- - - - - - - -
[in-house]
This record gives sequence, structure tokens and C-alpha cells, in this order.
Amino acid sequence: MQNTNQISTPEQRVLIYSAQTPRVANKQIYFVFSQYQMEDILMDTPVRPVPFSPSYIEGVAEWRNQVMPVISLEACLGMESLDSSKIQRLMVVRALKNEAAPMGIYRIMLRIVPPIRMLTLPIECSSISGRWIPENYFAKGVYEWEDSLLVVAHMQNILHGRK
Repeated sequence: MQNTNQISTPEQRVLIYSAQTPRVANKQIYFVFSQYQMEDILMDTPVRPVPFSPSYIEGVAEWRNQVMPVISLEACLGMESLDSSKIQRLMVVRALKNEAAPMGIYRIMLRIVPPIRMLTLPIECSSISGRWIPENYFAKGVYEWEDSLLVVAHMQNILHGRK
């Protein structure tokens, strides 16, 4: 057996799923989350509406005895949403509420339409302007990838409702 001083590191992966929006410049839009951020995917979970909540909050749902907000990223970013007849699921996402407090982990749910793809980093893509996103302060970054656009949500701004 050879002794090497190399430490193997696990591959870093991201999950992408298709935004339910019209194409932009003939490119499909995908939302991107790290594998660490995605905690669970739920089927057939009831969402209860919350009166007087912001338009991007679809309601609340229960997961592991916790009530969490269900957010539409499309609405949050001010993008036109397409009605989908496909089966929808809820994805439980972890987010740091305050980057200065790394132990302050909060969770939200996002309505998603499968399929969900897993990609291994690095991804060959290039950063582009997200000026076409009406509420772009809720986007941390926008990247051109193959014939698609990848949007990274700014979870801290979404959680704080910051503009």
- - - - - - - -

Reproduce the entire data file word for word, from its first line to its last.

[in-house]
This record gives sequence, structure tokens and C-alpha cells, in this order.
Amino acid sequence: MQNTNQISTPEQRVLIYSAQTPRVANKQIYFVFSQYQMEDILMDTPVRPVPFSPSYIEGVAEWRNQVMPVISLEACLGMESLDSSKIQRLMVVRALKNEAAPMGIYRIMLRIVPPIRMLTLPIECSSISGRWIPENYFAKGVYEWEDSLLVVAHMQNILHGRK
Repeated sequence: MQNTNQISTPEQRVLIYSAQTPRVANKQIYFVFSQYQMEDILMDTPVRPVPFSPSYIEGVAEWRNQVMPVISLEACLGMESLDSSKIQRLMVVRALKNEAAPMGIYRIMLRIVPPIRMLTLPIECSSISGRWIPENYFAKGVYEWEDSLLVVAHMQNILHGRK
């Protein structure tokens, strides 16, 4: 057996799923989350509406005895949403509420339409302007990838409702 001083590191992966929006410049839009951020995917979970909540909050749902907000990223970013007849699921996402407090982990749910793809980093893509996103302060970054656009949500701004 050879002794090497190399430490193997696990591959870093991201999950992408298709935004339910019209194409932009003939490119499909995908939302991107790290594998660490995605905690669970739920089927057939009831969402209860919350009166007087912001338009991007679809309601609340229960997961592991916790009530969490269900957010539409499309609405949050001010993008036109397409009605989908496909089966929808809820994805439980972890987010740091305050980057200065790394132990302050909060969770939200996002309505998603499968399929969900897993990609291994690095991804060959290039950063582009997200000026076409009406509420772009809720986007941390926008990247051109193959014939698609990848949007990274700014979870801290979404959680704080910051503009």